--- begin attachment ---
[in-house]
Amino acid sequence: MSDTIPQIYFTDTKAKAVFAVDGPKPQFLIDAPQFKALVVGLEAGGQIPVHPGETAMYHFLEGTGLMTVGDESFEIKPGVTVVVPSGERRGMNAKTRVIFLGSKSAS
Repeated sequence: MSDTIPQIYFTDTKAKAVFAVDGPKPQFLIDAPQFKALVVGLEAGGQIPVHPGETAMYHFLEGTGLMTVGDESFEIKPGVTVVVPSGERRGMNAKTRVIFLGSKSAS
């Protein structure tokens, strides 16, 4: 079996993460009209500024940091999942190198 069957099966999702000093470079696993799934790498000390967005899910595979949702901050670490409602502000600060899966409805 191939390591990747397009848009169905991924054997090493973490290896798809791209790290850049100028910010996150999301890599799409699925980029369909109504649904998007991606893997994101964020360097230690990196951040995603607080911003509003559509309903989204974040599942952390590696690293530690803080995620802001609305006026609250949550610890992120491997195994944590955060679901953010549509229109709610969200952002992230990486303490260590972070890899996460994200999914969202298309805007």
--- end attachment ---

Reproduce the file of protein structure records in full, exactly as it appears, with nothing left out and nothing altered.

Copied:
[in-house]
Amino acid sequence: MSDTIPQIYFTDTKAKAVFAVDGPKPQFLIDAPQFKALVVGLEAGGQIPVHPGETAMYHFLEGTGLMTVGDESFEIKPGVTVVVPSGERRGMNAKTRVIFLGSKSAS
Repeated sequence: MSDTIPQIYFTDTKAKAVFAVDGPKPQFLIDAPQFKALVVGLEAGGQIPVHPGETAMYHFLEGTGLMTVGDESFEIKPGVTVVVPSGERRGMNAKTRVIFLGSKSAS
């Protein structure tokens, strides 16, 4: 079996993460009209500024940091999942190198 069957099966999702000093470079696993799934790498000390967005899910595979949702901050670490409602502000600060899966409805 191939390591990747397009848009169905991924054997090493973490290896798809791209790290850049100028910010996150999301890599799409699925980029369909109504649904998007991606893997994101964020360097230690990196951040995603607080911003509003559509309903989204974040599942952390590696690293530690803080995620802001609305006026609250949550610890992120491997195994944590955060679901953010549509229109709610969200952002992230990486303490260590972070890899996460994200999914969202298309805007």